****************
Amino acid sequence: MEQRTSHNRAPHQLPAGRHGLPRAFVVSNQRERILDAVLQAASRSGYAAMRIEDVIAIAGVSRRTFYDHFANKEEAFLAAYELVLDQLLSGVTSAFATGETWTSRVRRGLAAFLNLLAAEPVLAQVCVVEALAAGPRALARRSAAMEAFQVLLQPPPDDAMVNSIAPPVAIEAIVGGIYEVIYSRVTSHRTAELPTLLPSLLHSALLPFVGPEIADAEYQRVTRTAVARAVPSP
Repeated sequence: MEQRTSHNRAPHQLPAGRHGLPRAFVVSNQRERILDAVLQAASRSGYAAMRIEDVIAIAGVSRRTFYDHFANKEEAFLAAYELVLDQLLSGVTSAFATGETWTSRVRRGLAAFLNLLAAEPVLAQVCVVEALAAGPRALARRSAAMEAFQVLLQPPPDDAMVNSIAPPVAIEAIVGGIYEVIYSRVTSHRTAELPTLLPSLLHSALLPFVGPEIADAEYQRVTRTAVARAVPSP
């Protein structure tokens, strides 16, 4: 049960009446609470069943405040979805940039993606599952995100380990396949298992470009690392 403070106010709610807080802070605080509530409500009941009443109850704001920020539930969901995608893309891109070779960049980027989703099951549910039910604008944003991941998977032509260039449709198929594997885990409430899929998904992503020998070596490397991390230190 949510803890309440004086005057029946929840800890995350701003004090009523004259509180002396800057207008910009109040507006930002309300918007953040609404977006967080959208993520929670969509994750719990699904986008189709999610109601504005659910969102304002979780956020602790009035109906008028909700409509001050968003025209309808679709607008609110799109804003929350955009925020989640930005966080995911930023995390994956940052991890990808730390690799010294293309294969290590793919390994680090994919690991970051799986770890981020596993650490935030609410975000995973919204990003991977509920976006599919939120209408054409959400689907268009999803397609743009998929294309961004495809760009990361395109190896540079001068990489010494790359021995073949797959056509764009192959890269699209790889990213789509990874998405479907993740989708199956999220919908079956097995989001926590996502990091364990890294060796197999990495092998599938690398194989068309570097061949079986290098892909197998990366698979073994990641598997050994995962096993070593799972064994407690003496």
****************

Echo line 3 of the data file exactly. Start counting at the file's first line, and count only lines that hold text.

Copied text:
């Protein structure tokens, strides 16, 4: 049960009446609470069943405040979805940039993606599952995100380990396949298992470009690392 403070106010709610807080802070605080509530409500009941009443109850704001920020539930969901995608893309891109070779960049980027989703099951549910039910604008944003991941998977032509260039449709198929594997885990409430899929998904992503020998070596490397991390230190 949510803890309440004086005057029946929840800890995350701003004090009523004259509180002396800057207008910009109040507006930002309300918007953040609404977006967080959208993520929670969509994750719990699904986008189709999610109601504005659910969102304002979780956020602790009035109906008028909700409509001050968003025209309808679709607008609110799109804003929350955009925020989640930005966080995911930023995390994956940052991890990808730390690799010294293309294969290590793919390994680090994919690991970051799986770890981020596993650490935030609410975000995973919204990003991977509920976006599919939120209408054409959400689907268009999803397609743009998929294309961004495809760009990361395109190896540079001068990489010494790359021995073949797959056509764009192959890269699209790889990213789509990874998405479907993740989708199956999220919908079956097995989001926590996502990091364990890294060796197999990495092998599938690398194989068309570097061949079986290098892909197998990366698979073994990641598997050994995962096993070593799972064994407690003496």